Did White House choose chemical industry interests over public health?
The Obama administration’s withdrawal last week of two pending EPA proposals that would have helped inform the public about potentially dangerous chemicals showed showed that it was catering to the interests of the chemical industry, according to the National Resources Defence Council (NRDC). The group said the move undermines public health efforts.
One proposal would have listed bisphenol A (BPA), eight phthalates, and a class of flame retardants known as PBDEs (polybrominated diphenyl ethers)—as “chemicals of concern.” The other would have made it harder for chemical companies to claim health and safety studies of new chemicals as confidential business information to shield them from public scrutiny.
Stifling public debate
“The White House is catering to the interests of Dow, BASF, Exxon and other chemical manufacturers, and failing to protect the health of the American people,” said Daniel Rosenberg, senior attorney in the public health program at the NRDC.
“They are keeping information secret and stifling public debate on toxic chemicals the American people are widely exposed to now, and may endanger children’s health and the environment. Also, the White House blocked EPA’s efforts to help the public learn about new chemicals that raise health and environmental concerns.”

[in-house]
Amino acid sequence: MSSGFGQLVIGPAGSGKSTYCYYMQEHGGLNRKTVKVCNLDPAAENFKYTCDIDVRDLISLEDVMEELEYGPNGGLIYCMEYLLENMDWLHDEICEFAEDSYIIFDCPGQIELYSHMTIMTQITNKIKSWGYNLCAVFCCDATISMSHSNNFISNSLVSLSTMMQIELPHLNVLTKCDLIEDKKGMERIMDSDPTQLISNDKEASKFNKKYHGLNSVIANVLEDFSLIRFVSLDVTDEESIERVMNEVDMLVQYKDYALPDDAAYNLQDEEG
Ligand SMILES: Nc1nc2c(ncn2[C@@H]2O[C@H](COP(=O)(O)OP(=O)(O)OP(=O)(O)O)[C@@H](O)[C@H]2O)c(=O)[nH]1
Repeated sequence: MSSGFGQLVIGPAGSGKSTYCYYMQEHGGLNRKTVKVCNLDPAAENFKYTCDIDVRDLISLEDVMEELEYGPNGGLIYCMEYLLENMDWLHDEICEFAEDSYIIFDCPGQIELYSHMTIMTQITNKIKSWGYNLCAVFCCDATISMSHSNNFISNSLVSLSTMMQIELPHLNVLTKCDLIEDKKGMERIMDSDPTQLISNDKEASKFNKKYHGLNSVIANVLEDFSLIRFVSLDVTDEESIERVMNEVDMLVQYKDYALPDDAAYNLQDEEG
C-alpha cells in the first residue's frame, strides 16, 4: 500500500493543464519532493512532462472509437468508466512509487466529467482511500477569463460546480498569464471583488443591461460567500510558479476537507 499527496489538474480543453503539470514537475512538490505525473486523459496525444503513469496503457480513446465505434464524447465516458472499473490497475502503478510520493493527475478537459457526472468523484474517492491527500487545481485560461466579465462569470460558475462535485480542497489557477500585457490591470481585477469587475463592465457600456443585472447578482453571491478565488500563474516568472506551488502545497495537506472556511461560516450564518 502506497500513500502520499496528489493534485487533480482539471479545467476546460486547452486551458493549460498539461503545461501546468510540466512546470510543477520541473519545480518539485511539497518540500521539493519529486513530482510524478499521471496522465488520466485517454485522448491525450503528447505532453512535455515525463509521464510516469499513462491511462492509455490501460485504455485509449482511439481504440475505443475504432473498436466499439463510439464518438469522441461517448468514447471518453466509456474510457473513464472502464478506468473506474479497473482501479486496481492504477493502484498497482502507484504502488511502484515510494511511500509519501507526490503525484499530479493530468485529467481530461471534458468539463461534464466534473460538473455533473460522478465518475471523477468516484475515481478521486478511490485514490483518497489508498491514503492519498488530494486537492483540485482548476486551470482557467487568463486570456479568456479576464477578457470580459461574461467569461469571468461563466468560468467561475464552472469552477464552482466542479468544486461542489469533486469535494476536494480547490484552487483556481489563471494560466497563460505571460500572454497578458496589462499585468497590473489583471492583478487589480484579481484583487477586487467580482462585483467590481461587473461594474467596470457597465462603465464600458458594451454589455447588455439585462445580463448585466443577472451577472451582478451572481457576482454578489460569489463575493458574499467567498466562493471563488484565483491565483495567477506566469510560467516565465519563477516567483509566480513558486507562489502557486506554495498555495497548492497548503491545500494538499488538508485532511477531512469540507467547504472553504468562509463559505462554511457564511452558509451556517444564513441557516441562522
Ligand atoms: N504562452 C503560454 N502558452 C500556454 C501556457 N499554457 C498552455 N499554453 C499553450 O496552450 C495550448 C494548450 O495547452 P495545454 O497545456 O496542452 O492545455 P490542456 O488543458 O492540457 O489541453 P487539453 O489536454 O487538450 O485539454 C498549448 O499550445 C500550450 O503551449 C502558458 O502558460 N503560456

The American Chemistry Council (ACC) said it supported the decision to withdraw the proposals.
“The proposals were rendered unnecessary when EPA wisely chose to adopt a better approach for prioritizing chemicals and reviewing claims for confidential chemical information under TSCA,” the ACC said in a statement.
“In the 37 years since TSCA was enacted, EPA never employed its authority under section 5(b)(4) to identify chemicals requiring additional review. In 2012, EPA identified 83 substances in its new Work Plan Chemicals initiative. Under that program, EPA has not only identified priorities for review, it has completed risk assessments on five substances. Assessments on an additional 23 chemicals are already underway. Therefore, the Work Plan Chemicals initiative has made the section 5(b)(4) proposal unnecessary.”